You know you read about people and groups for years but never go out and try them then when you do you say WTF I though I knew music.
 
I've discovered the work of Leonard Cohen, the guy is knocking me out of of my Dylan phase. I was having this discussion the other day with a mate at work, we were both wondering if everyone goes through a Dylan stage, well maybe not everyone but he's one of these artists that seems to affect a wide range of people throughout different stages of their lives, when I was a teen I hated the man, and all the folky singer songwriter crap that came with it, now I'm embracing it
 

non compos mentis

Supporting good poetry
I've been in a Dylan stage since 1964. I have most of his albums (now CDs) and am still listening to him. I really like his most recent stuff. But I'm also in a Tom Waits stage and have been since 1975. I listen to him almost every day. But I listen to lots of other stuff, too. Lost of other types of music and artists.
 

Father Luke

Founding member
The first time I heard Ragtime the music did something to me.
The first time I heard Big Band the music did something to me.
The first time I heard Thelonius Monk the music did something to me.
The First time I heard Hendrix the music did something to me.
The first time I heard Tom Waits the music did something to me.
The first time I heard Uncle Tupelo the music did something to me.
The first time I heard the Pogues the music did something to me.
The first time I heard Syd Barrett the music did something to me.
The first time I heard The Sex Pistols the music did something to me.
The first time I heard Johnny Cash the music did something to me.
The first time I heard AC/DC the music did something to me.
Chuck Berry
Doc Watson
Mazzy Star
Black Sabbath
Frank Zappa
MotorHead
Tool
Talking Heads
Chris Rea
Chet Atkins
Fats Domino
The Ink Spots
Huddy Ledbetter
Arlo Guthrie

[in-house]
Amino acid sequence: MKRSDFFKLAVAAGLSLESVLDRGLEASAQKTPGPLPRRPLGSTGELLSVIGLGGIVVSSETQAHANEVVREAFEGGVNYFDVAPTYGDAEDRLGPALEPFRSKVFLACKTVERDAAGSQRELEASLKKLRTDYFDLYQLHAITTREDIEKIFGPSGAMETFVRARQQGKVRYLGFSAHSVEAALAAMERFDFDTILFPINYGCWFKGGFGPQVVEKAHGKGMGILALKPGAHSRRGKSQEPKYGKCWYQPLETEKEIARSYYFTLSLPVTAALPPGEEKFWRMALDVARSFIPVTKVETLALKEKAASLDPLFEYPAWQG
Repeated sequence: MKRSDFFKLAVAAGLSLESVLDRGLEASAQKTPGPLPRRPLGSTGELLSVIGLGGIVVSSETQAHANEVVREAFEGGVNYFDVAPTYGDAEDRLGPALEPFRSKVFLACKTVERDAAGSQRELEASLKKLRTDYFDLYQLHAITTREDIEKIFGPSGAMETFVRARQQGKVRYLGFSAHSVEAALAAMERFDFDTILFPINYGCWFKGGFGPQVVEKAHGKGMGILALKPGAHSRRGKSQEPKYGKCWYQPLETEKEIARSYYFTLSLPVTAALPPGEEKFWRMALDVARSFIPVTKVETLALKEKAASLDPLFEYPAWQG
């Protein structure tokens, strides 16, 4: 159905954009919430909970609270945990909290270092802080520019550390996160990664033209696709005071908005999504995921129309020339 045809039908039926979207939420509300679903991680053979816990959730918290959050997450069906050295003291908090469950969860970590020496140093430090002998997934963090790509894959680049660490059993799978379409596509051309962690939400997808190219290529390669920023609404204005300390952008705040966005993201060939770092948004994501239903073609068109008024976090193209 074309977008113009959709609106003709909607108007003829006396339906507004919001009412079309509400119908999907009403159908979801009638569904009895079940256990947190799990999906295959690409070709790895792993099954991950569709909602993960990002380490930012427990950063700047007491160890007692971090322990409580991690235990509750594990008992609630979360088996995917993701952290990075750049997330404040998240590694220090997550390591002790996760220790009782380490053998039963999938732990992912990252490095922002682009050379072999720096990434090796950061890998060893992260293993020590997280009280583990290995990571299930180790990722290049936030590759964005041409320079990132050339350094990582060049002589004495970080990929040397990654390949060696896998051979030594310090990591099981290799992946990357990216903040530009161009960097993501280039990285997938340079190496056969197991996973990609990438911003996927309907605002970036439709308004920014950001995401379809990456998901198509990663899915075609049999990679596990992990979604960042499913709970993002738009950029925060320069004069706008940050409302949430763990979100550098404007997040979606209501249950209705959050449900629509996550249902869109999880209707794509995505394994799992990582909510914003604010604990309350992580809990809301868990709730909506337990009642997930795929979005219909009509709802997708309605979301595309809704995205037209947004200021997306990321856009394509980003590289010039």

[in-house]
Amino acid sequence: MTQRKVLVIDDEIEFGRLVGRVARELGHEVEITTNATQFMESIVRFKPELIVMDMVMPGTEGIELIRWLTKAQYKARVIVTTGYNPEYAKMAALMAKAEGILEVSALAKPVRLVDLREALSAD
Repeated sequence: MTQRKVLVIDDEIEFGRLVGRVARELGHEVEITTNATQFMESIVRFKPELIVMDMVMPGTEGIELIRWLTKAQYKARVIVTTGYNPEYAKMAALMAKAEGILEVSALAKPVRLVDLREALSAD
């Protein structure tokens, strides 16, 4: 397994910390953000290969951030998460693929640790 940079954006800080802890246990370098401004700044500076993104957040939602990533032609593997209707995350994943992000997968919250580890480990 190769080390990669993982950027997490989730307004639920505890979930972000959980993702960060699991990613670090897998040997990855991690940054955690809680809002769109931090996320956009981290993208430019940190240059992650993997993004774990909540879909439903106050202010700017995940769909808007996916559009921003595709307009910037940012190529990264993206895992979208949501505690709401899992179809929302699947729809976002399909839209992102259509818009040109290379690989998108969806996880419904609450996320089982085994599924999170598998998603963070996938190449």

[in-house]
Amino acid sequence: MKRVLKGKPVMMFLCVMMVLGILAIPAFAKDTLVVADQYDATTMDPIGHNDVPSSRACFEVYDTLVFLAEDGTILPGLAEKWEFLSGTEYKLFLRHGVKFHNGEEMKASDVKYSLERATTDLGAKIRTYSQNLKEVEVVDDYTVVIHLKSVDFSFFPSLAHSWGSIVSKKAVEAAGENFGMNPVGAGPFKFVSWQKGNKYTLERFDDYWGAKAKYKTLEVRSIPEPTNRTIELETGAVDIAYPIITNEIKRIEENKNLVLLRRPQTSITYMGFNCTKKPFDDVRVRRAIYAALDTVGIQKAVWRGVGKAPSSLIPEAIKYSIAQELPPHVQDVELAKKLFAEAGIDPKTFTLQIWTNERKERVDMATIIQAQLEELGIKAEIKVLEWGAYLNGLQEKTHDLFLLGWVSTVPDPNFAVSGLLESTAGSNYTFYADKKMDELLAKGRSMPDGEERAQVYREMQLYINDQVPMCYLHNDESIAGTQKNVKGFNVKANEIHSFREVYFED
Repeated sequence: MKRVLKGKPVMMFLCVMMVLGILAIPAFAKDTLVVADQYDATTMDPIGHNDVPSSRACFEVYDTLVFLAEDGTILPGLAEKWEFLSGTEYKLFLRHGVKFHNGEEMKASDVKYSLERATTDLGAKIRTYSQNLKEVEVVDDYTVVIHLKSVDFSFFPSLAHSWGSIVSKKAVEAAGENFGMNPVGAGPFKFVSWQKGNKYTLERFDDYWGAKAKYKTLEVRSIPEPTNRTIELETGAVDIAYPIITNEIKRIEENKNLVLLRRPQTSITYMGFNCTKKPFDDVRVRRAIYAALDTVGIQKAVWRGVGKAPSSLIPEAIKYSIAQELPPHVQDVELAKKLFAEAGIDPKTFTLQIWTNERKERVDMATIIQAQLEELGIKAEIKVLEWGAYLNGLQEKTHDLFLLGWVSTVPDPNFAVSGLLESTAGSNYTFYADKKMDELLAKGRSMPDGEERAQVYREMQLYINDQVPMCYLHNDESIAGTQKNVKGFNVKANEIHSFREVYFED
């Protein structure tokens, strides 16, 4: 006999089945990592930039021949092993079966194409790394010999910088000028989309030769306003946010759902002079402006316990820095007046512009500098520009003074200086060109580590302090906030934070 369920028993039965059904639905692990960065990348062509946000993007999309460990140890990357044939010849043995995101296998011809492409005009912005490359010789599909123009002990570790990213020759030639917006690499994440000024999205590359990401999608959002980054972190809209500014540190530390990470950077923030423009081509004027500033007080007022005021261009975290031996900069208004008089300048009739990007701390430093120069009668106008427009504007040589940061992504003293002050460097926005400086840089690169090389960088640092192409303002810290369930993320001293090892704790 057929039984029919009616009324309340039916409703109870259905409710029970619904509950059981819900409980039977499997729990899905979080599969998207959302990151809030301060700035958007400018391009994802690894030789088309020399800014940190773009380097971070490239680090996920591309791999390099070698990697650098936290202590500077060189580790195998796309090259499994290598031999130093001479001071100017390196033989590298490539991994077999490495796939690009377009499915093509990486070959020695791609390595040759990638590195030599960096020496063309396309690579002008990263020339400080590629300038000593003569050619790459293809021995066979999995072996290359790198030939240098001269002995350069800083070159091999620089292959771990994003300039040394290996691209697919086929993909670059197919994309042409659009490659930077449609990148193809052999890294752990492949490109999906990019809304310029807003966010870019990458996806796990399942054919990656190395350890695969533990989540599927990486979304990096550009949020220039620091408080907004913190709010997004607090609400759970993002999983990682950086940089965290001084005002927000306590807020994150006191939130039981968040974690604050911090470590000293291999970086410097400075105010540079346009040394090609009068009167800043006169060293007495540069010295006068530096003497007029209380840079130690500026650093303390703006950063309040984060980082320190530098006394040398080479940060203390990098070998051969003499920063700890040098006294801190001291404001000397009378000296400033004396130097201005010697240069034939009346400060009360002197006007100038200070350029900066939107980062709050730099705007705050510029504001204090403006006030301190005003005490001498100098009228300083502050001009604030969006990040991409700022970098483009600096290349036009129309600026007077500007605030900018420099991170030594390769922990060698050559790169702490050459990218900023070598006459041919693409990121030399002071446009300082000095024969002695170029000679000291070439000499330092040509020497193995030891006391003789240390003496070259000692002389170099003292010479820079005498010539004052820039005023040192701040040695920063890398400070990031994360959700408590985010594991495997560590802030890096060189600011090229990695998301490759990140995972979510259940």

Charlie Parker
David Bowie
Miles Davis
Pearl Jam
The Beatles
Iron Butterfly - In A Gadda Da Vida (long version)
Allman Brothers - Eat a Peach
Gerry Garcia Band - Old and in the way

Music continues to grow. And it continues to do things to
me which I cannot explain. I can only step back and let it lead the way...
 
I really couldn't get into Dylan when I was growing up, and one day in 1985 I was driving down the street in Baltimore, MD when Positively Fourth Street came on the radio. I found myself turning the volume up and wondering "why the hell didn't I like this guy before? This is brilliant!" I suppose it just takes the right moment. 23 years and a boatload of records later, I would probably have to rank Dylan as the single most important rock and roll musician ever.

I've often said that Dylan was the first punk rocker. Not because the music he played is what we refer to as punk, but because he was punk. Back in 1966 during his tour of the UK, his electric sets were met with jeering, catcalls and rhythmic clapping (a derogatory gesture in the UK). He got into verbal sparring with his audiences, and after one famous exchange in Manchester on May 17, 1966, he turns to his band, Robbie Robertson and the Hawks, as they are about to launch into Like a Rolling Stone and says "play it fuckin' loud!" What follows is a soaring, sneering, snarling and howling verbal pissing-upon of the audience that will, in my mind, go down as the best example of an artist musically telling anyone within earshot: "fuck you, this is what I'm doing."

Bootleg Series Volume 4, the "Royal Albert Hall (not)" show, if you're interested.
 

chronic

old and in the way